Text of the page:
“All while telecom operators in particular in Europe struggle against very dire financial and regulatory conditions in a decade long downward trend on revenues, return on capital expenditure and stock market value that threatens their future viability.”
This is not the first time I have heard telcos say that their financial situation is 'dire'. I am really not sure what telcos mean by 'dire' and how 'dire is actually dire'. There are others who may have more accurate data, but here's what Telefonica was stating in November 2022:
"Telefónica increases revenues across all markets and earns 706 million euros in the first quarter". And here are some other interesting data that point to billions of euros in revenue. 10 billion euros for only the third quarter of 2022 does not sound dire to me. As I have mentioned before, if the idea is to make EU telcos as big as big tech then this is a different conversation all together. But, in the end, it is just a bad policy objective.
To me though, he whole essence of the post is condensed in the next few sentences.
“Fair share comes anew also in a very different policy landscape. With a European Commission that is moving from naive into geopolitical including clear aspirations on strategic autonomy and recognizing the need to develop its own capabilities in the digital space, where the gap with the US and China is profound and growing.
In this context fair share appears as a fresh multipurpose tool that could help to address a number of the most critical policy goals of the EU.”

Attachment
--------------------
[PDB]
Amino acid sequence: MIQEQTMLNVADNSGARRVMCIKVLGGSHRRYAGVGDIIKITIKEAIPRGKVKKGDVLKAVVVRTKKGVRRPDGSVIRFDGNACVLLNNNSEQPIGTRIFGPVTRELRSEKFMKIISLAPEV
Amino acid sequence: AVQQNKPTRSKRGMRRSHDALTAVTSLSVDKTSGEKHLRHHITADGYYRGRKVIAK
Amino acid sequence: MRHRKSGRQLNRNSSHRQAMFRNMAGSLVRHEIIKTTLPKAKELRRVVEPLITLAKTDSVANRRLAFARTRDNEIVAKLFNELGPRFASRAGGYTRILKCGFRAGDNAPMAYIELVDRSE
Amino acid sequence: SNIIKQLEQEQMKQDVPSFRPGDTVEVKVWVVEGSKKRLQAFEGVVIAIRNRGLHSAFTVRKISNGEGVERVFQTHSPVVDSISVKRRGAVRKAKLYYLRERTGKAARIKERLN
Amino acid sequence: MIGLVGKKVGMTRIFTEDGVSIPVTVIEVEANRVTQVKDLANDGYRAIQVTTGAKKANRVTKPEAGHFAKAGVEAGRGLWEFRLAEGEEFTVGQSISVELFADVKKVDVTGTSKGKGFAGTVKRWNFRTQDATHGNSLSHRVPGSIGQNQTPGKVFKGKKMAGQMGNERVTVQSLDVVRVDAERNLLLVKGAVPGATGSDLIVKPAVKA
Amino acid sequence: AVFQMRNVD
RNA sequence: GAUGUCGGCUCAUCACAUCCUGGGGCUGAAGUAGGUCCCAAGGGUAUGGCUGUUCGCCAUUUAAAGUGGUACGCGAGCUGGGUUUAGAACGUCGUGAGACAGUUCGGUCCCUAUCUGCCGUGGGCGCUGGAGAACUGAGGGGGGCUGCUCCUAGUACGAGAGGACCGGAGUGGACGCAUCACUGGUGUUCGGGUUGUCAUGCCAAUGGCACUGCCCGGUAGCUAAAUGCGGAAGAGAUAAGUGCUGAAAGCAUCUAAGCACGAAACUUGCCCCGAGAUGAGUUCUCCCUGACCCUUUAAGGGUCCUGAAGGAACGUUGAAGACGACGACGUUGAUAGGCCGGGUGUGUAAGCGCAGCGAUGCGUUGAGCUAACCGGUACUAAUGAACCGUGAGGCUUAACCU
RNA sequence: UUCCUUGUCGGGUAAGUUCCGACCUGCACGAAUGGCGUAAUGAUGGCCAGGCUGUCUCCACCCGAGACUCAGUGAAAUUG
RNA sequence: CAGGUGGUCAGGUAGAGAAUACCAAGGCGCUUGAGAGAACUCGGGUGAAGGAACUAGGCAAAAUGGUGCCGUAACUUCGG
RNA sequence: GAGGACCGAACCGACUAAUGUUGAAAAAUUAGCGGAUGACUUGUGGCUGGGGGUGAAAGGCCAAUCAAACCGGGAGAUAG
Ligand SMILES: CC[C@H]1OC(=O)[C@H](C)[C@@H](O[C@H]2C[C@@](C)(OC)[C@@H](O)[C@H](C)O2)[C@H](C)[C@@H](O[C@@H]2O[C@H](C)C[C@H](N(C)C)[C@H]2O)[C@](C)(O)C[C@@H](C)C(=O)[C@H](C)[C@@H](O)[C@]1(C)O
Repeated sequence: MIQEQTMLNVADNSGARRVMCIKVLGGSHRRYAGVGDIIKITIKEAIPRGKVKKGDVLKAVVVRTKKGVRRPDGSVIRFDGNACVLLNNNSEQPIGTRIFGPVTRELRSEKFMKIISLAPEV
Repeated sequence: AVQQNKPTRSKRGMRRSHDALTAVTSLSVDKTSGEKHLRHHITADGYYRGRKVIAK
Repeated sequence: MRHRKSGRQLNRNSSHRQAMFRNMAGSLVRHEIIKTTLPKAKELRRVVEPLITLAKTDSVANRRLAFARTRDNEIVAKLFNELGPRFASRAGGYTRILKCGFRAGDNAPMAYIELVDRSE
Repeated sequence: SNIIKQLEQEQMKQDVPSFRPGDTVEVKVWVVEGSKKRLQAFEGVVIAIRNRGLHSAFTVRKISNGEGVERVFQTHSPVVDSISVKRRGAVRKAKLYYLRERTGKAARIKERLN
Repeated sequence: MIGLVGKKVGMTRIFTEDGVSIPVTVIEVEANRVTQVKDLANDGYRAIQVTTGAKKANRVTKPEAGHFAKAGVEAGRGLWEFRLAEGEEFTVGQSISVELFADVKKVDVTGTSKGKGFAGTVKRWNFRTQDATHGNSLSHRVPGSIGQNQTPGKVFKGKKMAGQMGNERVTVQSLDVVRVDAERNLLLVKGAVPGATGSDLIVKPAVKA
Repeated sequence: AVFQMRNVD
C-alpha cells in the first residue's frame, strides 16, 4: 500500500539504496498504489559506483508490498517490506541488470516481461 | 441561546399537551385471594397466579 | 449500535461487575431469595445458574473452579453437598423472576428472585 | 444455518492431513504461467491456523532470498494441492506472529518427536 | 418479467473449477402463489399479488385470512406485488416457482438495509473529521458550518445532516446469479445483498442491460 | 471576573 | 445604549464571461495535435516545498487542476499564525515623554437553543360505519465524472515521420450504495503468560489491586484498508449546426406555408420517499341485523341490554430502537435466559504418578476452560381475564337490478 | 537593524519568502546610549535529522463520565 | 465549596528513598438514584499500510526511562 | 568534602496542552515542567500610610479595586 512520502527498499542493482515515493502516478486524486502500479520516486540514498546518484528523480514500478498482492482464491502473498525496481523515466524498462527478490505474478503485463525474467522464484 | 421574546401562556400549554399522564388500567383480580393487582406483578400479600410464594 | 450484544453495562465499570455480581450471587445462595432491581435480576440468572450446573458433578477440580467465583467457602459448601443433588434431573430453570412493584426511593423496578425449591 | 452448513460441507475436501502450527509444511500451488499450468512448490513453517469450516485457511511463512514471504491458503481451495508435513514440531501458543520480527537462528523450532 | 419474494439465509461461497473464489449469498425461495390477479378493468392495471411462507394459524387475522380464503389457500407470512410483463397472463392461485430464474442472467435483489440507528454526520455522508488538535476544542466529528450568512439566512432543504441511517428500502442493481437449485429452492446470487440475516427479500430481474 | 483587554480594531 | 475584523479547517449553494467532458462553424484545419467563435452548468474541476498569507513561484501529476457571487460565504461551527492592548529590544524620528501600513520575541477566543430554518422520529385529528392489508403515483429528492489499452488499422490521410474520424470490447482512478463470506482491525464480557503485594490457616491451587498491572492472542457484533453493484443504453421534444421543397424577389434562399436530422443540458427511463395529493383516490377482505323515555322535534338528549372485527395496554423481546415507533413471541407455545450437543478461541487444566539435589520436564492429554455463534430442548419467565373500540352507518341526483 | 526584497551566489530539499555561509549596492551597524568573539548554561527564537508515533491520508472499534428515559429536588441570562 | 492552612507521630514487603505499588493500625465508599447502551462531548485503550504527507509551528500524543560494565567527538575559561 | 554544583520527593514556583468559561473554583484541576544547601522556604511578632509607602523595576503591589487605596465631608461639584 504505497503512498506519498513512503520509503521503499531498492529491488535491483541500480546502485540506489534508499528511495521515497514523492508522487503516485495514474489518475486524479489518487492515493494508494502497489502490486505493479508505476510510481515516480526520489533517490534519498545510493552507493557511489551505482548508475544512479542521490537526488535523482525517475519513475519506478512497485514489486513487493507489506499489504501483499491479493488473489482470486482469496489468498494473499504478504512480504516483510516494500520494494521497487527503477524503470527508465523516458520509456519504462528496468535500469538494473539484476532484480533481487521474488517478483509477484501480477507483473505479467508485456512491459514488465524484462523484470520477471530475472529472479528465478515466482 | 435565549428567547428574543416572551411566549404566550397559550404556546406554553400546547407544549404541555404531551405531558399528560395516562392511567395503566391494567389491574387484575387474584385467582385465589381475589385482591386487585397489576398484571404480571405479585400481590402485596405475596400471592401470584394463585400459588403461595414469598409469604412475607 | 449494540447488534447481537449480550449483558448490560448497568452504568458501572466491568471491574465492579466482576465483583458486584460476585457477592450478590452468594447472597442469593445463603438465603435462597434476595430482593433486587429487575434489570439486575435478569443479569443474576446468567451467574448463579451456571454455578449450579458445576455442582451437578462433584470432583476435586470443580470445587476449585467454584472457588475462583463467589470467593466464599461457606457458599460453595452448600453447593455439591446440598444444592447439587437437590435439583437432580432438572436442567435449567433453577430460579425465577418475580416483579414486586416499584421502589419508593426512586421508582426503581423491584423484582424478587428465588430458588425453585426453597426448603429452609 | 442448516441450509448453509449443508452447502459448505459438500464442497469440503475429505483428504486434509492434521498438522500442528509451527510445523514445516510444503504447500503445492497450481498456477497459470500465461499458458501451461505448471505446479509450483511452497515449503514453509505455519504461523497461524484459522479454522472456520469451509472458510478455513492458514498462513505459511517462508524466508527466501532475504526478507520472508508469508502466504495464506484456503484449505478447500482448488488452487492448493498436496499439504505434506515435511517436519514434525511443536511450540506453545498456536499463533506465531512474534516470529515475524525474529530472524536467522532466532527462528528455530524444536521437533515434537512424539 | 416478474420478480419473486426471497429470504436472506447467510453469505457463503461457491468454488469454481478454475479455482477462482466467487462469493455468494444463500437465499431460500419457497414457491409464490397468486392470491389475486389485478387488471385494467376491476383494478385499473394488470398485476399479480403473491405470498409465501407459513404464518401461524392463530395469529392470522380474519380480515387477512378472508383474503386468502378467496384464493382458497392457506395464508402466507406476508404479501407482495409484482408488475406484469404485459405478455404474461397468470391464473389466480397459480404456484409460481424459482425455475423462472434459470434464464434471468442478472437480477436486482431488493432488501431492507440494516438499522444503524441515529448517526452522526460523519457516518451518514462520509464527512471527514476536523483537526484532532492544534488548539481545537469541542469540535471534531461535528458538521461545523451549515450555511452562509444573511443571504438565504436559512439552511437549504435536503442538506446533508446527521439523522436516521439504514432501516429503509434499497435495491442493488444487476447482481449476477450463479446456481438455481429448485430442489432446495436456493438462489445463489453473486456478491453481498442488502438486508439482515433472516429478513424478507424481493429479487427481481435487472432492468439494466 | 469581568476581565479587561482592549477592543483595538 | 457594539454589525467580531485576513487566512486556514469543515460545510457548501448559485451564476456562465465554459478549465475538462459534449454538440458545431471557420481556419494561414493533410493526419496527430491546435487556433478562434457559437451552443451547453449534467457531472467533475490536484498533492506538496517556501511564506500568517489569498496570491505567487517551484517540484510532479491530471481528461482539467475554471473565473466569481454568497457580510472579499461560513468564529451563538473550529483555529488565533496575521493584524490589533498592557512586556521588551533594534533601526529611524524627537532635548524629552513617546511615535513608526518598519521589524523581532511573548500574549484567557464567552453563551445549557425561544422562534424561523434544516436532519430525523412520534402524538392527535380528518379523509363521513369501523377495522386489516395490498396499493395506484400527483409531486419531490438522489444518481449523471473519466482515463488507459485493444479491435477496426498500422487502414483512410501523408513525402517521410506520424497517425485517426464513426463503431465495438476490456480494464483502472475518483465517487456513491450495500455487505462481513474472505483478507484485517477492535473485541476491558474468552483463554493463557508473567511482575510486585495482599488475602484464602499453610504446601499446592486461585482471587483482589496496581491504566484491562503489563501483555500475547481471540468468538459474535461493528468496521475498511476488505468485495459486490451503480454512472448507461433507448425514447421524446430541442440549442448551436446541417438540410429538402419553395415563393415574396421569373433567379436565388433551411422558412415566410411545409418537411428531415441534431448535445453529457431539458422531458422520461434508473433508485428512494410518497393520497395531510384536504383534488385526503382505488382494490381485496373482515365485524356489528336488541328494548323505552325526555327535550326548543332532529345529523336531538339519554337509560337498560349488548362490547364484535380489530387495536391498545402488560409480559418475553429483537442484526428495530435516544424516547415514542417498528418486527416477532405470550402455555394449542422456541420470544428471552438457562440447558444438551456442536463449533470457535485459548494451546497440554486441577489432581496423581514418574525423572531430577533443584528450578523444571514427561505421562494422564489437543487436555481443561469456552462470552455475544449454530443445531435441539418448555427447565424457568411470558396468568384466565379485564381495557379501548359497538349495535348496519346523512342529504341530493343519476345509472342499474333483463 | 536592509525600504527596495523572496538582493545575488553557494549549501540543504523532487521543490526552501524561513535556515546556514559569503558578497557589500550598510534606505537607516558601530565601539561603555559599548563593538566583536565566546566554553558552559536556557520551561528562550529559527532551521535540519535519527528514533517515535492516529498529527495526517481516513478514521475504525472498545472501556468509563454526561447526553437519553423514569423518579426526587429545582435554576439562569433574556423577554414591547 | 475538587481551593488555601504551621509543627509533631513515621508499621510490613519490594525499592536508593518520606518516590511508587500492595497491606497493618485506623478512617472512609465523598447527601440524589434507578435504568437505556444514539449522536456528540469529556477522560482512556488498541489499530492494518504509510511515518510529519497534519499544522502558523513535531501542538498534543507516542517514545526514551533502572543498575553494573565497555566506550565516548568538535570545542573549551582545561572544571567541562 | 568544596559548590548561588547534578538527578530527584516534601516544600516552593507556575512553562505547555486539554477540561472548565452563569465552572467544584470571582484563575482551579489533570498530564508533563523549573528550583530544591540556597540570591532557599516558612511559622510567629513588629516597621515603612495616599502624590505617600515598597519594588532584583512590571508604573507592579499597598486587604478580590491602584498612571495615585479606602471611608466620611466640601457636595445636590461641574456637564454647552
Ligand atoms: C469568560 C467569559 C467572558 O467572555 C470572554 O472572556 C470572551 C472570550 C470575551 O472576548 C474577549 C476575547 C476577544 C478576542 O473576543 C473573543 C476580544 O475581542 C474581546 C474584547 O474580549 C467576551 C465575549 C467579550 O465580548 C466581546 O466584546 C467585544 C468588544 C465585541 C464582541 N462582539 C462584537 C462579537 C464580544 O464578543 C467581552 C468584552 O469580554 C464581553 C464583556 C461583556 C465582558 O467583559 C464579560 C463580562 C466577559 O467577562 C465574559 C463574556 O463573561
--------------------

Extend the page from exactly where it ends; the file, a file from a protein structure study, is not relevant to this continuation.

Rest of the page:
Frankly, I am pretty tired of this fearmongering and this ill-defined and abstract idea of digital sovereignty that is based on the idea that Europe can do it alone. This is hyperbole because, in fact, Europe cannot do it alone. No one can and, if this is the policy direction that Europe wants to take, then we all need to be prepared for a fragmented European Internet.
I never considered Europe as naïve and I am surprised to read that telcos did so up until now. For the past decades, Europe has been strategic in ensuring that non-European companies entered the single market and complied with it rules. It has managed to create the conditions for European users to get connected and, to do so, in an affordable manner. It has also paved the path for all the regulatory activity we have seen in the past few years. Calling Europe naïve negates all these efforts.
It is true that the geopolitical environment is very much different today. It is true that countries have the tendency to look inwards and to bounce back to protectionism as an easy solution. But, in the long term, none of this is going to ensure a globally competitive Europe; none of this is going to ensure a European Union where users enjoy affordable and reliable access to the Internet. The European Commission knows that; EU telcos know that.
One final point: I am surprised to see that none of the significant consumer protection issues are not addressed in this blog. They are not addressed as part of the European Commission’s recent questionnaire. And, it is disappointing. I am a European consumer; I am a European user. And, frankly, I start to get significantly concerned with what sort of an Internet experience I will be having in Europe should the fair share plan proceed.
After almost a year of speculation and discussions based, primarily, on rumours, the long-awaited questionnaire on the future of connectivity in Europe got leaked yesterday. Bloomberg reported it first, confirming that the controversial ‘fair share’ proposal had made it into the final draft. A leaked version of the questionnaire also made it into my inbox. Here’s a quick takeaway as I continue to absorb the minutiae of this whole initiative.
The European Commission’s Questionnaire – at least in its current form – is divided into four sections. (Until the European Commission officially launches its consultation, we should operate on the assumption that the questions and format might change).